At Qantara.de Amida Sholan has a Q & A with Yemeni author Ali al-Muqri.
He explains why his recent novels have been published by Beirut-based publishers, rather than any in Yemen:
The main reason is that none of the publishing houses in Yemen have a modern distribution structure.
In Beirut you can publish everything freely and they have the most modern publishing industry in the Arab world.
It's frustrating that infra-structural issues are still such a major publishing hurdle -- not just in Yemen .....
His Hurma recently came out from Darf; see their publicity page, or get your copy at Amazon.com or Amazon.co.uk.
The most recent addition to the complete review is my review of Zoran Živković's Time Gifts -- which came out in English in the wonderful (but, alas, retired) Northwestern University Press Writings from an Unbound Europe-series.
The annual Finnegan's List from the European Society of Authors is a neat idea, striving: "to create a literary community encompassing all languages spoken and written in Europe and beyond" as a jury of notable authors each selects three under-translated or forgotten titles to recommend.
The 2016 list (warning ! dreaded pdf format !) is now out, and among the jurors were: I'jaam-author Sinan Antoon, Birth of a Bridge-author Maylis de Kerangal, and Because She Never Asked-author Enrique Vila-Matas
Among Vila-Matas' recommendations: Perpetual Motion, by the great Augusto Monterroso -- which is actually available in English, in the collection Complete Works and Other Stories (translated by Edith Grossman, if you really need more convincing).
They've announced the winner of the 2015 Saif Ghobash Banipal Prize for Arabic Literary Translation, and it goes to Paul Starkey for his translation of the novel The Book of the Sultan's Seal, by Youssef Rakha; see also the Interlink publicity page, or get your copy at Amazon.com or Amazon.co.uk.
(I have a copy and should be getting to it ... at some point.)
Admirably (though really this should be expected from every literary prize), they list all 29 titles that were considered (scroll down for list on the official announcement page) -- which also makes for a useful overview of the most notable translations from the Arabic published last year.
It's been a while since I reviewed any Mahfouz, but he is the most-reviewed author at the complete review (this is the twenty-fourth title under review -- though I still have quite a few to get to), and he rarely disappoints -- always worth returning to.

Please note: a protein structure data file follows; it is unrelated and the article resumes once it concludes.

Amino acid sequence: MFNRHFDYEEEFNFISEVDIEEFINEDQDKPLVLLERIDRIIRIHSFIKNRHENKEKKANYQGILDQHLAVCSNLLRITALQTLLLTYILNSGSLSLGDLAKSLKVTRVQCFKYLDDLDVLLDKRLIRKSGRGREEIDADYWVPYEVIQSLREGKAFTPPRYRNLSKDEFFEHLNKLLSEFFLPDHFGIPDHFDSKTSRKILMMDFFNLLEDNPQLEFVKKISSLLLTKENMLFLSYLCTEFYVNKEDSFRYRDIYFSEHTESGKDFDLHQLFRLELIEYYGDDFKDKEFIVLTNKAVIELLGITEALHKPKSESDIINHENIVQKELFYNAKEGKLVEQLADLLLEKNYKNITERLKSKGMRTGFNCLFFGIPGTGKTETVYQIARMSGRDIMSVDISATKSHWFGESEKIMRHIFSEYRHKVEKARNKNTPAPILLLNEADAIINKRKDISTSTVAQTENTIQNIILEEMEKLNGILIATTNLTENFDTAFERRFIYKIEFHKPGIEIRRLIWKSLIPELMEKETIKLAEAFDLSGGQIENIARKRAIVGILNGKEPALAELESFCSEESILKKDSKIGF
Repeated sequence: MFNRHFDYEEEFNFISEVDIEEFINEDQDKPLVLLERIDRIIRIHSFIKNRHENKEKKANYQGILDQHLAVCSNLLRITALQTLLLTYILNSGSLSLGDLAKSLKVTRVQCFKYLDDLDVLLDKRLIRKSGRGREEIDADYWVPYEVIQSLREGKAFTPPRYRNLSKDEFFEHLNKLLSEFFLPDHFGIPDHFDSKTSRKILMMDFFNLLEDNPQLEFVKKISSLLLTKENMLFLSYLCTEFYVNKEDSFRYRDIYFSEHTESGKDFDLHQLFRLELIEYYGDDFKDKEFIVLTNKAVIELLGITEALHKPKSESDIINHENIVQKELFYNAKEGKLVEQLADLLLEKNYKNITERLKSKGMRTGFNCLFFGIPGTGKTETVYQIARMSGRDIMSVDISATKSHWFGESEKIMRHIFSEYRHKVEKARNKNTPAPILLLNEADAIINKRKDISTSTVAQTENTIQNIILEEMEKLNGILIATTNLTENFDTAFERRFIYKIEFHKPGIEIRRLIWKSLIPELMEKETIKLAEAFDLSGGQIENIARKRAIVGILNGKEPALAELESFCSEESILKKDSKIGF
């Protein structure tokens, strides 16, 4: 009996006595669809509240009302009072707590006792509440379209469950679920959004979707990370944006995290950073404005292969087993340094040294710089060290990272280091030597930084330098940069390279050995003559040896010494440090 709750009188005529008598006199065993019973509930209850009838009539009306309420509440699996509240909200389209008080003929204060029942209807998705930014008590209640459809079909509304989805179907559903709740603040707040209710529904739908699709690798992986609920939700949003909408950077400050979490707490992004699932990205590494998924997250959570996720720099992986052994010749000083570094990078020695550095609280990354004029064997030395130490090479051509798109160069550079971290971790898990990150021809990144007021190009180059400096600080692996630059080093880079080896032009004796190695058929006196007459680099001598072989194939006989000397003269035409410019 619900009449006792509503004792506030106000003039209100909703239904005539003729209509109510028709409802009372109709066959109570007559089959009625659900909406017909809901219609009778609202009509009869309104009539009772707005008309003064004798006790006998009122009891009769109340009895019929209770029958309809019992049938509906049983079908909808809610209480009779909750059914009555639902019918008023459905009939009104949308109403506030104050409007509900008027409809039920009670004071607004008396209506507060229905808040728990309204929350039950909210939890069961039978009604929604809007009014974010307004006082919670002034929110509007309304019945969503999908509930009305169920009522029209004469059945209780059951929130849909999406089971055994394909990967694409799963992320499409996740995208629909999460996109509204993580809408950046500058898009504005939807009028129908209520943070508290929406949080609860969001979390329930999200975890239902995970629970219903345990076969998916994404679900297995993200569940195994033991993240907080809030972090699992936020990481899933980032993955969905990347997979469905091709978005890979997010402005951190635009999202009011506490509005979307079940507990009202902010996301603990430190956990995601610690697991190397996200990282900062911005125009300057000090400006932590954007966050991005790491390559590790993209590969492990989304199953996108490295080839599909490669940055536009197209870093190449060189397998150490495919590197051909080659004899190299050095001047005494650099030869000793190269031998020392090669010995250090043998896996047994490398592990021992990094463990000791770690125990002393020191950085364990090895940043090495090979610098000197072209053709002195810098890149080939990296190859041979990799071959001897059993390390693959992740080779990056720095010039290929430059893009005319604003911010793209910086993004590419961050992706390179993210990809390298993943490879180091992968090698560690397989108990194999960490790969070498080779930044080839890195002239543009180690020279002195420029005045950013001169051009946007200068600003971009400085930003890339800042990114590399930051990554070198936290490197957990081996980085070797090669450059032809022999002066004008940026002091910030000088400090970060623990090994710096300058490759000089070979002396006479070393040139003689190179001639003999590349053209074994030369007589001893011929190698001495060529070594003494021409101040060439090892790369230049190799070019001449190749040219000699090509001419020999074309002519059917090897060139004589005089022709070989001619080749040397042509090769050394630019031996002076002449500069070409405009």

To be published in the French La Pléiade-series is about the literary equivalent of being canonized -- and it's a rare honor for a living author to make the cut: there have only been sixteen so far.
Discounting Milan Kundera -- who has taken to writing in French, after all -- Mario Vargas Llosa will soon be the first foreign author to manage this feat: in March they're brining out two volumes of his Œuvres romanesques (see, for example).
See also Pierre Georges on Mario Vargas Llosa premier écrivain étranger "pléiadisé" de son vivant at Livres Hebdo.
At The Missing Slate Casey Harding has a Q & A with Michal Hvorecký -- yet another Central European author not yet really known in the English-speaking world.
One hopes that will change with Danube in America -- the translation of which is discussed here.
At boersenblatt.net they offer an overview of the bestselling titles in Germany in 2015 -- scroll down for a list of the top 25 (without actual sales figures, alas -- though they give some of those in the article itself).
A Jeff Kinney topped the list (with over 550,000 sold), followed by a Jojo Moyes, and the Girl on the Train -- but, look, Houellebecq's Submission was the fourth best-selling book of the year.
Thirteen of the top 25 were translations.
In the Daily Observer Nvasekie N. Konneh complains:
Is there any such thing as contemporary Liberian literature ?
Of course !
The answer is a resounding, 'Yes !'
Unfortunately though, when it comes to African literature, all the buzz is about Nigeria, Kenya, South Africa, Zimbabwe and others.
Fifty years after the fact they open up the Swedish Academy archives, and so this year we get insight into what is widely considered their worst post-World War II choice for the Nobel Prize, the 1965 award to Mikhail Sholokhov.
(The 1974 prize -- the insider job -- is the only one that gets anywhere near as much flak (with the occasional honorable mentions for Dario Fo and Elfriede Jelinek ...).)
As I mentioned yesterday, the Swedish Academy released the list of candidates (warning ! dreaded pdf format !), and now we have the first more detailed report about the deliberations themselves, as Kaj Schueler reports at Svenska DagbladetSanningen om den mest omstridda Nobelpristagaren.
Perhaps the most surprising takeaway: Sholokhov wasn't a controversial -- or even much-debated -- choice.
He won easily.
Among the other interesting titbits: they apparently at least considered splitting the prize, between Sholokhov and Anna Akhmatova -- and at least gave a thought to some other splits as well: Miguel Angel Asturias and Jorge Luis Borges, or Samuel Joseph Agnon and Nelly Sachs (of which three of the latter -- all save Borges -- would eventually get the prize).
This limited information almost raises more questions than it answers -- notably, still: what were they thinking ? -- and it'll be interesting to see whether further examination of the archives yields more insight.
(I'm honestly surprised how little attention and coverage this has attracted so far.)
The Nobel Prize in Literature remains the great seal-of-cultural approval -- see, for example, Julia Lovell's The Politics of Cultural Capital (sub-titled: China's Quest for a Nobel Prize in Literature) -- and many nations still measure their literature by how (they feel) its chances for a Nobel rate.